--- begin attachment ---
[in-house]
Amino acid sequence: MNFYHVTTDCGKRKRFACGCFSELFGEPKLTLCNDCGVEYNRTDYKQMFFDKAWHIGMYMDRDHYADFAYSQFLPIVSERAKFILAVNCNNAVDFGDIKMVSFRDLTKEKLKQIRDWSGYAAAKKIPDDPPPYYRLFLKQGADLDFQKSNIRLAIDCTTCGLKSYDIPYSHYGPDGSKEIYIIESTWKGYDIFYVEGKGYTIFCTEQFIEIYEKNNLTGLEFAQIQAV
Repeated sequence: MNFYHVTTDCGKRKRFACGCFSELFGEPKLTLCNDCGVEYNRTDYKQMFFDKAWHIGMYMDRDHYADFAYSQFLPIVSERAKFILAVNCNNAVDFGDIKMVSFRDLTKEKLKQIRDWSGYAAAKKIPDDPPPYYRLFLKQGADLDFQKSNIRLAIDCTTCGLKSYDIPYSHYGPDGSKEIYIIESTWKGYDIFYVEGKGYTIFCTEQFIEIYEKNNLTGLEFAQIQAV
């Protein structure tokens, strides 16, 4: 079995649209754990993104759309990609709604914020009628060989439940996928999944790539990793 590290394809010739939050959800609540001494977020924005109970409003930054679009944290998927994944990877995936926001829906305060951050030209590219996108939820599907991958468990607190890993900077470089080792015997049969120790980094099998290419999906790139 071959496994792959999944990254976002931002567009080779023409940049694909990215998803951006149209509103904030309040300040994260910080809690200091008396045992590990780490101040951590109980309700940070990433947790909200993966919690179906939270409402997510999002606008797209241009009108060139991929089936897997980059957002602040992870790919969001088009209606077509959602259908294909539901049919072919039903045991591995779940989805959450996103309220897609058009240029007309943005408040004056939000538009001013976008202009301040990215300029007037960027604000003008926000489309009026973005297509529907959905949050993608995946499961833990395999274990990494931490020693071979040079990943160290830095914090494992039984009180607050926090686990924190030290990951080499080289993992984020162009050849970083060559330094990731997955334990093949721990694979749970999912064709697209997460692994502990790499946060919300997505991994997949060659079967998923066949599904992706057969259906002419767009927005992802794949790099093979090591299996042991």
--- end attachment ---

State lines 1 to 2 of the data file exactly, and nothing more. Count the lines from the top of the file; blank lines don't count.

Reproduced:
[in-house]
Amino acid sequence: MNFYHVTTDCGKRKRFACGCFSELFGEPKLTLCNDCGVEYNRTDYKQMFFDKAWHIGMYMDRDHYADFAYSQFLPIVSERAKFILAVNCNNAVDFGDIKMVSFRDLTKEKLKQIRDWSGYAAAKKIPDDPPPYYRLFLKQGADLDFQKSNIRLAIDCTTCGLKSYDIPYSHYGPDGSKEIYIIESTWKGYDIFYVEGKGYTIFCTEQFIEIYEKNNLTGLEFAQIQAV